Health Secretary Jeane Freeman has been urged to take immediate action after a leading nursing union warned its members have reported “alarming” failures in providing critical safety gear.
Industry leaders called on the Scottish Government to “make good” on its promises after a survey from the Royal College of Nurses (RCN) found 69% of respondents had raised concerns about personal protective equipment (PPE).
Nurses in Scotland reported they still do not have access to materials “essential” for doing their jobs safely during the Covid-19 pandemic, with the RCN warning ongoing concerns around the issue had heaped extra pressure on the profession.
Its survey of more 1,400 nursing staff over the Easter weekend found 47% of respondents working in high risk environments, where procedures that may increase the risk of transmission are carried out, had been asked to re-use single use equipment.
Of the staff working in these environments, 31% had not had training in safely putting on and removing PPE, and 25% had not had the fit of their mask tested – described by the RCN an “essential” procedure for ensuring effective performance.
Some 46% of nurses, including those working in the most high-risk environments, said they had felt pressured to care for a patient without the appropriate safety equipment outlined in current guidance.
Across all staff working with Covid-19 patients, 41% said they did not have access to suitable and sufficient changing facilities and 50% said they did not have access to suitable and sufficient washing facilities, including showers.
The RCN found 25% of those who had raised concerns about PPE had not had the issue fully or partially resolved by the time of the survey.
RCN Scotland director Theresa Fyffe said it is “fundamental to personal safety and effective infection control” that nursing staff have the correct PPE.
“Incorrectly fitting PPE might not provide effective protection,” she said.
“It’s also essential that nursing staff are trained in its proper use and have adequate changing and washing facilities.
“Our members are telling us this is not the case for everyone and the results support the concerns the RCN has been raising consistently during the pandemic.
“The Scottish Government has assured staff that a lot of hard work is being done to improve and secure supply, distribution and use of PPE.
“These results show that there is still more to do. It’s time to make good on the promises that have been made to all nursing staff in the past few weeks.”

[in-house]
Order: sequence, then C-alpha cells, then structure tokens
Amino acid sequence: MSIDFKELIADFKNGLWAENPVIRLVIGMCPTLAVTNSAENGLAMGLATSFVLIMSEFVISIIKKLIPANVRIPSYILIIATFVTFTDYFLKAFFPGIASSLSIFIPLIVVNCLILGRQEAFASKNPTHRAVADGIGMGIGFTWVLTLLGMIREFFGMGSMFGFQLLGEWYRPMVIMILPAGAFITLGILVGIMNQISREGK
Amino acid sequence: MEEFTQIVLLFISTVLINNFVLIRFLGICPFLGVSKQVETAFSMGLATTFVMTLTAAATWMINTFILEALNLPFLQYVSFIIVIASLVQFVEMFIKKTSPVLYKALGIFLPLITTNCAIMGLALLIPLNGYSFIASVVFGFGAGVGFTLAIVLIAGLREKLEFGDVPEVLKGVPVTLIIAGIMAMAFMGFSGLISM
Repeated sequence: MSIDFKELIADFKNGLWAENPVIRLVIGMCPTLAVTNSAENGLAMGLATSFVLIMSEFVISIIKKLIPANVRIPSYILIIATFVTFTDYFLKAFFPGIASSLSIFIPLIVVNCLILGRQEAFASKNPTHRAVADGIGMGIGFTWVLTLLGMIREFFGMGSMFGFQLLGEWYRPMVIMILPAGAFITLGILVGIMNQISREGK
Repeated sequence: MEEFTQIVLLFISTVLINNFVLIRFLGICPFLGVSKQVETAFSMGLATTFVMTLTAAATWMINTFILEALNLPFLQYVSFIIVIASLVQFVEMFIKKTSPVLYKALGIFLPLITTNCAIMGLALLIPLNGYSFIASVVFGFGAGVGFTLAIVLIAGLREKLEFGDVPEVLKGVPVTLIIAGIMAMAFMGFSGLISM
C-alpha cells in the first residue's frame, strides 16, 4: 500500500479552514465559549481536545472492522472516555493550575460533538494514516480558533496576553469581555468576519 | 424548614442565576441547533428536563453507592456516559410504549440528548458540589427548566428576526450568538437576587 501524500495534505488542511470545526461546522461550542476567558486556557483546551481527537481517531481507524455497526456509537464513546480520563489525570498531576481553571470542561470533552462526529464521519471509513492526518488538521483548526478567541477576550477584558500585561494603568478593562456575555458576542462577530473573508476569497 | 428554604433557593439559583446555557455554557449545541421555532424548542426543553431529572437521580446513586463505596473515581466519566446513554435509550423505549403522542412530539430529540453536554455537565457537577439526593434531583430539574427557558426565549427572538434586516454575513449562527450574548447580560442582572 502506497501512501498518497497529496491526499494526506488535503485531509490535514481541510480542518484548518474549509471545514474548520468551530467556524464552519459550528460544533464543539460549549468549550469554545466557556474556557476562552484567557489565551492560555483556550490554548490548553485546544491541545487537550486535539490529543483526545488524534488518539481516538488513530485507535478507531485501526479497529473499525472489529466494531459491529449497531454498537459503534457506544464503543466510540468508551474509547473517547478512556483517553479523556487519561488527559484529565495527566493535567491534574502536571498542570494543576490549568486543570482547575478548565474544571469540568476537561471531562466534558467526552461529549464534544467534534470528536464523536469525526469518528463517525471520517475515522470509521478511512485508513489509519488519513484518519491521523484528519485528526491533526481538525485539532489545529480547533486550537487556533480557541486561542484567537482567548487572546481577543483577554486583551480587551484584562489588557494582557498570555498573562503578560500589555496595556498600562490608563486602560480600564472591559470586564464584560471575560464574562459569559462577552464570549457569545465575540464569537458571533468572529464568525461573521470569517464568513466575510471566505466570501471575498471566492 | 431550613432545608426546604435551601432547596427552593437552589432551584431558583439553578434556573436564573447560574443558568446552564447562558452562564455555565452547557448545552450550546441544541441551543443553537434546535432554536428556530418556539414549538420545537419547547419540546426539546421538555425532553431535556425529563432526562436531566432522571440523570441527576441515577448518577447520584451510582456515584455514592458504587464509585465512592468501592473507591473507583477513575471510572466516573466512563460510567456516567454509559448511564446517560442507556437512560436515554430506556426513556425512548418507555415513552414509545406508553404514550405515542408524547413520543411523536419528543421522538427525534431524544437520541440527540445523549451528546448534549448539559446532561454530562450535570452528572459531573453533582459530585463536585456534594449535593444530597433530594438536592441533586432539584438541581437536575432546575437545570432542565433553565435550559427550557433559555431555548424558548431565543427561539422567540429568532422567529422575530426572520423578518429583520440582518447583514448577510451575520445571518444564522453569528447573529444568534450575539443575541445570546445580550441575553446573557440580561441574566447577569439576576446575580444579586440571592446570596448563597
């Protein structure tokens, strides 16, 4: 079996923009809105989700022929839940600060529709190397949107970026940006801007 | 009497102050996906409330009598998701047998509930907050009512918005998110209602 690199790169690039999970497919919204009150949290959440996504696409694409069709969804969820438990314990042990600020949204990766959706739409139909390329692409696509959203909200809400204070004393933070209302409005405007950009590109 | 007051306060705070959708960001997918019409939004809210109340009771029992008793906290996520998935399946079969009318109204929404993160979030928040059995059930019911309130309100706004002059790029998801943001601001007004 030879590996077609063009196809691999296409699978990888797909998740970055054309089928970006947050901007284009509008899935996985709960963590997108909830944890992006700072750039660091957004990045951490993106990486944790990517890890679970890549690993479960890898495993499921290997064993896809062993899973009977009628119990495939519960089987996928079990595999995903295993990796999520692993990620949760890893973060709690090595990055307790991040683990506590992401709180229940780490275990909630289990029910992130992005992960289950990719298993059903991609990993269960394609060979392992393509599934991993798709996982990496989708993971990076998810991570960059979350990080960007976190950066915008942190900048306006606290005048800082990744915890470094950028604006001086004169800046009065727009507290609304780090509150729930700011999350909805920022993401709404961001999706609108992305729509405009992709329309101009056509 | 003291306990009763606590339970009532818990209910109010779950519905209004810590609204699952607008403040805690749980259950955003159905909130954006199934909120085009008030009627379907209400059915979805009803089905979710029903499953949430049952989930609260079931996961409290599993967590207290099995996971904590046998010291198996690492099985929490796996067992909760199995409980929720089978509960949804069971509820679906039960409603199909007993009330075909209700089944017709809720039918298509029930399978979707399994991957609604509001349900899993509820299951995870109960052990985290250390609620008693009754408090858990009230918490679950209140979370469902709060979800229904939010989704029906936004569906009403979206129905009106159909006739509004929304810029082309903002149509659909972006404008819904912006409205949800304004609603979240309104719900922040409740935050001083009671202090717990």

Scottish Labour health spokeswoman Monica Lennon said she was “surprised” after health secretary Ms Freeman told her she was “unaware” of new concerns around PPE during a virtual meeting of the Scottish Parliament on Friday.
“Her remarks came days after the issue was raised publicly by the Royal College of Nursing Scotland,” Ms Lennon said.
“Now an RCN Scotland member’s survey has produced alarming findings about the lack of availability of masks and gloves.
“It is vital the health secretary tackles the scale of this serious problem immediately and provides frontline nurses and care staff with the basic protection required. If there is a single nurse or care worker without adequate protection, then that is one too many.”
Scottish Conservative health spokesman Miles Briggs said it was “extremely concerning” frontline nurses feel under-protected against Covid-19.
“If it is a matter of distribution, the Scottish Government needs to get its act together,” he said.
“With half of RCN members reporting their training and facilities aren’t up to scratch, that should act as a wake up call for SNP Ministers who must act and address their concerns urgently.
“We clap for our careers every Thursday. The very least they should expect is for preventive equipment, testing, and training to be in place.
“Lives are on the line in our care settings – our lifesavers shouldn’t be at risk.”
A Scottish Government spokesman said Ms Freeman has “regular” calls with the RCN, and stressed ministers are “absolutely determined” health and social care staff get the equipment they need to stay safe.
More than 75 million items of PPE have been delivered to hospitals in Scotland in recent weeks and a further eight weeks’ supply has been provided to GPs.
The spokesman added: “We are continuously looking to improve the supply and distribution of the protective equipment. This includes pressing current suppliers to increase production levels and identifying new suppliers.
“We have also introduced improved systems for supplying PPE to hospitals, including a streamlined ordering system for all staff, and we will enable PPE supplies to be delivered directly to care homes – helping to ensure supply meets demand as quickly as possible.
“NHS National Services Scotland is providing Boards with additional support to ensure that staff are fitted with masks correctly before carrying out their duties.
”We have set up an email where healthcare workers with concerns can contact us directly. There are also established routes for health boards to make direct contact with National Procurement to place urgent requests.”
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